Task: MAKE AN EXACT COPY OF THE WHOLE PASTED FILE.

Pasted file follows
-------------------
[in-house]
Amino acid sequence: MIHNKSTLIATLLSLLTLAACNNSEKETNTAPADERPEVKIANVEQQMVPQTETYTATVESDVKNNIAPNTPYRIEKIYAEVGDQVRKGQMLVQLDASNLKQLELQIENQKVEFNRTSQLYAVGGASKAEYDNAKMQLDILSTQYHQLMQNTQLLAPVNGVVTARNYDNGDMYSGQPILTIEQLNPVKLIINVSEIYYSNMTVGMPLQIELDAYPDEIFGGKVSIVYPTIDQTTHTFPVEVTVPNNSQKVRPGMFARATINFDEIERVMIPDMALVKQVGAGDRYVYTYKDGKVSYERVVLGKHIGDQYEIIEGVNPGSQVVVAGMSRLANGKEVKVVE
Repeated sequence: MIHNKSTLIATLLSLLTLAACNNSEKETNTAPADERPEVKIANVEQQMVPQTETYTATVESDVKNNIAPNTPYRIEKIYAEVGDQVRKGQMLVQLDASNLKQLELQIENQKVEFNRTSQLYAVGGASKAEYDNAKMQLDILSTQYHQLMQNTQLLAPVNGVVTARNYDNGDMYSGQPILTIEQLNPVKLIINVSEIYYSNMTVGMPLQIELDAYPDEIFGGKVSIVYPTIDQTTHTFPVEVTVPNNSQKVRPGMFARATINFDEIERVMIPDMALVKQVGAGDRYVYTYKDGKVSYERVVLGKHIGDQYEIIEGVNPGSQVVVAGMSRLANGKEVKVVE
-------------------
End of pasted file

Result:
[in-house]
Amino acid sequence: MIHNKSTLIATLLSLLTLAACNNSEKETNTAPADERPEVKIANVEQQMVPQTETYTATVESDVKNNIAPNTPYRIEKIYAEVGDQVRKGQMLVQLDASNLKQLELQIENQKVEFNRTSQLYAVGGASKAEYDNAKMQLDILSTQYHQLMQNTQLLAPVNGVVTARNYDNGDMYSGQPILTIEQLNPVKLIINVSEIYYSNMTVGMPLQIELDAYPDEIFGGKVSIVYPTIDQTTHTFPVEVTVPNNSQKVRPGMFARATINFDEIERVMIPDMALVKQVGAGDRYVYTYKDGKVSYERVVLGKHIGDQYEIIEGVNPGSQVVVAGMSRLANGKEVKVVE
Repeated sequence: MIHNKSTLIATLLSLLTLAACNNSEKETNTAPADERPEVKIANVEQQMVPQTETYTATVESDVKNNIAPNTPYRIEKIYAEVGDQVRKGQMLVQLDASNLKQLELQIENQKVEFNRTSQLYAVGGASKAEYDNAKMQLDILSTQYHQLMQNTQLLAPVNGVVTARNYDNGDMYSGQPILTIEQLNPVKLIINVSEIYYSNMTVGMPLQIELDAYPDEIFGGKVSIVYPTIDQTTHTFPVEVTVPNNSQKVRPGMFARATINFDEIERVMIPDMALVKQVGAGDRYVYTYKDGKVSYERVVLGKHIGDQYEIIEGVNPGSQVVVAGMSRLANGKEVKVVE